To Brigadier General John Sullivan
Cambridge 20th Jan: 1776
I agree to Adjutant Peabody’s discharge; & Colo. Otis’s Son taking his place1—I do not know of any objection to the last arrangement given in by you, & shall, when my present hurry of business is a little over Issue the Commissions—My Order extended to all persons whatsoever, but from the Nature of the Office of Clerk of the Market, as you describe it, he must come in under⟨r⟩ the Quarter-Masters department let him apply therefore to him—to Colo. Mifflin I mean—and if [he] finds him useful I have no objection to the Appointment2—I am Dr Sir Yr Most Obedt Servt
ALS (photocopy), DLC:GW; ALS, sold by Goodspeed’s, catalog 125, item 2760, 1918. A note written and signed by Lafayette many years later appears on the addressed cover: “Be pleased to Accept my Aknowledgments and Cordial Good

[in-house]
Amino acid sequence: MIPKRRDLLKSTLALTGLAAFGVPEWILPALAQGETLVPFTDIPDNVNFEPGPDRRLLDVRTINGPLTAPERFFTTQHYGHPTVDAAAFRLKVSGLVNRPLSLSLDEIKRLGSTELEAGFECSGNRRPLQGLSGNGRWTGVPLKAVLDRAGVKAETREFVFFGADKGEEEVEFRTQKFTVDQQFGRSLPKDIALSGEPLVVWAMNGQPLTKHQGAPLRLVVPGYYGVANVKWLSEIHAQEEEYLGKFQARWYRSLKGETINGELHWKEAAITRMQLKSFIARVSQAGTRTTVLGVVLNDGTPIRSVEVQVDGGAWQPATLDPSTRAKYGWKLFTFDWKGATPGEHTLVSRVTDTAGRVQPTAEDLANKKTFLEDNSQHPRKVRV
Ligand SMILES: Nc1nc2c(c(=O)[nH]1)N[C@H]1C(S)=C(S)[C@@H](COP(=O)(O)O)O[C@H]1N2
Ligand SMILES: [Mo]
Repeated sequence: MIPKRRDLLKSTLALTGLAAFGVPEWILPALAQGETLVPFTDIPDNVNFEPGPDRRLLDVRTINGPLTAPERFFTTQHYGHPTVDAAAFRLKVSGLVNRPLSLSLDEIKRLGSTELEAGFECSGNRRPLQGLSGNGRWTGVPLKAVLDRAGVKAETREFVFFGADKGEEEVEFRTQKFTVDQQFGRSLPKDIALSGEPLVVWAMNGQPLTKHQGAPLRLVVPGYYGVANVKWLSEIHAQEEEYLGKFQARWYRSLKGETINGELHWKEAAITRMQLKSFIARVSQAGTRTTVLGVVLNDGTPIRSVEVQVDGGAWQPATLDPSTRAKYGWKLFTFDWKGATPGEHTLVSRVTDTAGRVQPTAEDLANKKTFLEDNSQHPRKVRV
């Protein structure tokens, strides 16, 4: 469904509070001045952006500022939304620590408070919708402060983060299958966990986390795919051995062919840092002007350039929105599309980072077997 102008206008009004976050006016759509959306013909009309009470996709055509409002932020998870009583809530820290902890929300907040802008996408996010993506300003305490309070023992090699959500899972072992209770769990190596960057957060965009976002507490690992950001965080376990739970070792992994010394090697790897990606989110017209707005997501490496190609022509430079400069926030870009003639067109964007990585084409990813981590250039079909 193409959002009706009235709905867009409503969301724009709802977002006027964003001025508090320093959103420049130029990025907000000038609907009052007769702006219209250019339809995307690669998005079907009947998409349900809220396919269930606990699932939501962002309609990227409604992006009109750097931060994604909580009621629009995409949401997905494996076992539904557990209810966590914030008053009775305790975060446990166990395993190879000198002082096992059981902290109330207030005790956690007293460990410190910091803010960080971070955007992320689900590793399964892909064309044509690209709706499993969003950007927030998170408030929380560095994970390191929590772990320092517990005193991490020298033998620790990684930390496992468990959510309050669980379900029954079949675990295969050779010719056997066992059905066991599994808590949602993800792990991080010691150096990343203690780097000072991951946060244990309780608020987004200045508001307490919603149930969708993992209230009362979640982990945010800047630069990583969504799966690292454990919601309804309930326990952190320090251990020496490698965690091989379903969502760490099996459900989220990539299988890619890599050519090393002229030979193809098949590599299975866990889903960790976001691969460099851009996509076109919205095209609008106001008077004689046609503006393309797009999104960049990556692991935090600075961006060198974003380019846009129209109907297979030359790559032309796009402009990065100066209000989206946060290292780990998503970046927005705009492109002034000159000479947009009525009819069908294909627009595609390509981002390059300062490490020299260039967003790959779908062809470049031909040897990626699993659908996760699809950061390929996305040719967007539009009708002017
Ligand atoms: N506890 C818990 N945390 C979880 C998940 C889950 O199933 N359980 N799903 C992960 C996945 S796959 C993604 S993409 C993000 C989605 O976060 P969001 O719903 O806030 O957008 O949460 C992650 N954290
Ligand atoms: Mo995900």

1. Stephen Peabody (1742–1780) of Amherst, who had been adjutant of Col. James Reed’s 3d New Hampshire Regiment since 23 April 1775, resigned that office because he wanted to become adjutant of the New Hampshire regiment that Col. Timothy Bedel was raising for the defense of Canada. He was not so appointed (Sullivan to the New Hampshire General Court, 20 Jan. 1776, in Bouton, N.H. State Papers description begins Nathaniel Bouton, ed. State Papers. Documents and Records Relating to the State of New-Hampshire during the Period of the American Revolution, from 1776 to 1783 . . .. In New Hampshire Provincial and State Papers, vol. 8. 1874. Reprint. New York, 1973. description ends , 8:42). Peabody became a major in the New Hampshire militia in July 1776 and was promoted to lieutenant colonel in December 1777. James Otis (1755–c.1790), the eldest son of Col. Joseph Otis (1726–1809) of Barnstable, Mass., served as adjutant of Reed’s regiment, now designated the 2d Continental Regiment, until the end of 1776. Otis became an ensign in Col. Henry Jackson’s Additional Continental Regiment in May 1777 and resigned his commission in April 1779.